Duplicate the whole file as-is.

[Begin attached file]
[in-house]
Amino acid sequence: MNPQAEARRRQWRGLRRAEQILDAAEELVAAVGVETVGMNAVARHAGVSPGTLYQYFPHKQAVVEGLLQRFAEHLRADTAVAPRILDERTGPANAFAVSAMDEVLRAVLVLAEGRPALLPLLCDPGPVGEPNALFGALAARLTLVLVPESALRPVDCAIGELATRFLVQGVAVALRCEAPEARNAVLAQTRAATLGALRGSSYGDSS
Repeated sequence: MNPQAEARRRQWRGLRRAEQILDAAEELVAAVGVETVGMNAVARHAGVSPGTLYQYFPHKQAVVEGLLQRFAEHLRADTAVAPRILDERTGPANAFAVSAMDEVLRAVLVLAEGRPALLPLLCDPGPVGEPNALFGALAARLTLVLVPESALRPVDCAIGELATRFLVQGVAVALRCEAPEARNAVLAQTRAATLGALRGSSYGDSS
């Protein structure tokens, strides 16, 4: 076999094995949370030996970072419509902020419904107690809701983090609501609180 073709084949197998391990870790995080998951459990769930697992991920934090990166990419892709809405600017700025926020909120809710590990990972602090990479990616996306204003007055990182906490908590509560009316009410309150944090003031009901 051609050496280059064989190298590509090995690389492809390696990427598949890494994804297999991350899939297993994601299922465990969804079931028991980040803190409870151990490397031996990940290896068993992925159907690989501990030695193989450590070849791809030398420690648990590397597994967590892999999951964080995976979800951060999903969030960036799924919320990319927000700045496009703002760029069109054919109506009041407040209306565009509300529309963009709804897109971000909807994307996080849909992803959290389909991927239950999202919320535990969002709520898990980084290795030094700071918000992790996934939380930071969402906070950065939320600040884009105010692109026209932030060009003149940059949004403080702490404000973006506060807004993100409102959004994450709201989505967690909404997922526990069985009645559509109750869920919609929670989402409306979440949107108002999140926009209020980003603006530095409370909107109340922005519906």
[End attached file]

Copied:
[in-house]
Amino acid sequence: MNPQAEARRRQWRGLRRAEQILDAAEELVAAVGVETVGMNAVARHAGVSPGTLYQYFPHKQAVVEGLLQRFAEHLRADTAVAPRILDERTGPANAFAVSAMDEVLRAVLVLAEGRPALLPLLCDPGPVGEPNALFGALAARLTLVLVPESALRPVDCAIGELATRFLVQGVAVALRCEAPEARNAVLAQTRAATLGALRGSSYGDSS
Repeated sequence: MNPQAEARRRQWRGLRRAEQILDAAEELVAAVGVETVGMNAVARHAGVSPGTLYQYFPHKQAVVEGLLQRFAEHLRADTAVAPRILDERTGPANAFAVSAMDEVLRAVLVLAEGRPALLPLLCDPGPVGEPNALFGALAARLTLVLVPESALRPVDCAIGELATRFLVQGVAVALRCEAPEARNAVLAQTRAATLGALRGSSYGDSS
């Protein structure tokens, strides 16, 4: 076999094995949370030996970072419509902020419904107690809701983090609501609180 073709084949197998391990870790995080998951459990769930697992991920934090990166990419892709809405600017700025926020909120809710590990990972602090990479990616996306204003007055990182906490908590509560009316009410309150944090003031009901 051609050496280059064989190298590509090995690389492809390696990427598949890494994804297999991350899939297993994601299922465990969804079931028991980040803190409870151990490397031996990940290896068993992925159907690989501990030695193989450590070849791809030398420690648990590397597994967590892999999951964080995976979800951060999903969030960036799924919320990319927000700045496009703002760029069109054919109506009041407040209306565009509300529309963009709804897109971000909807994307996080849909992803959290389909991927239950999202919320535990969002709520898990980084290795030094700071918000992790996934939380930071969402906070950065939320600040884009105010692109026209932030060009003149940059949004403080702490404000973006506060807004993100409102959004994450709201989505967690909404997922526990069985009645559509109750869920919609929670989402409306979440949107108002999140926009209020980003603006530095409370909107109340922005519906």